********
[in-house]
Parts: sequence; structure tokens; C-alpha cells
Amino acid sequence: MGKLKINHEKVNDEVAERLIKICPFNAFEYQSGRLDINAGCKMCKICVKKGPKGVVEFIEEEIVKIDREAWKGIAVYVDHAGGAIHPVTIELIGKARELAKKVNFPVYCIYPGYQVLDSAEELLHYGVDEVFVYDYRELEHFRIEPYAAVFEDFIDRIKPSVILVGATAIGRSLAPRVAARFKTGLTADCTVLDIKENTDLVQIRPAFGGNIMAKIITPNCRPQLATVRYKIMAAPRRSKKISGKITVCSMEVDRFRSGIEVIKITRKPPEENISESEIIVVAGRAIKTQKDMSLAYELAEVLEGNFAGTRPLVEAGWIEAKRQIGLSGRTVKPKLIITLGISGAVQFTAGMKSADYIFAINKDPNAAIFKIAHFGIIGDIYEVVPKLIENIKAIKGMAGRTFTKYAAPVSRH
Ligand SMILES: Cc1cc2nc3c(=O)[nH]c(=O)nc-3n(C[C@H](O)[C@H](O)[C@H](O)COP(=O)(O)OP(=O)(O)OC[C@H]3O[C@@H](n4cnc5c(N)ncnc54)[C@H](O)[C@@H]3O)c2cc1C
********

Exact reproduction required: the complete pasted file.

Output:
[in-house]
Parts: sequence; structure tokens; C-alpha cells
Amino acid sequence: MGKLKINHEKVNDEVAERLIKICPFNAFEYQSGRLDINAGCKMCKICVKKGPKGVVEFIEEEIVKIDREAWKGIAVYVDHAGGAIHPVTIELIGKARELAKKVNFPVYCIYPGYQVLDSAEELLHYGVDEVFVYDYRELEHFRIEPYAAVFEDFIDRIKPSVILVGATAIGRSLAPRVAARFKTGLTADCTVLDIKENTDLVQIRPAFGGNIMAKIITPNCRPQLATVRYKIMAAPRRSKKISGKITVCSMEVDRFRSGIEVIKITRKPPEENISESEIIVVAGRAIKTQKDMSLAYELAEVLEGNFAGTRPLVEAGWIEAKRQIGLSGRTVKPKLIITLGISGAVQFTAGMKSADYIFAINKDPNAAIFKIAHFGIIGDIYEVVPKLIENIKAIKGMAGRTFTKYAAPVSRH
Ligand SMILES: Cc1cc2nc3c(=O)[nH]c(=O)nc-3n(C[C@H](O)[C@H](O)[C@H](O)COP(=O)(O)OP(=O)(O)OC[C@H]3O[C@@H](n4cnc5c(N)ncnc54)[C@H](O)[C@@H]3O)c2cc1C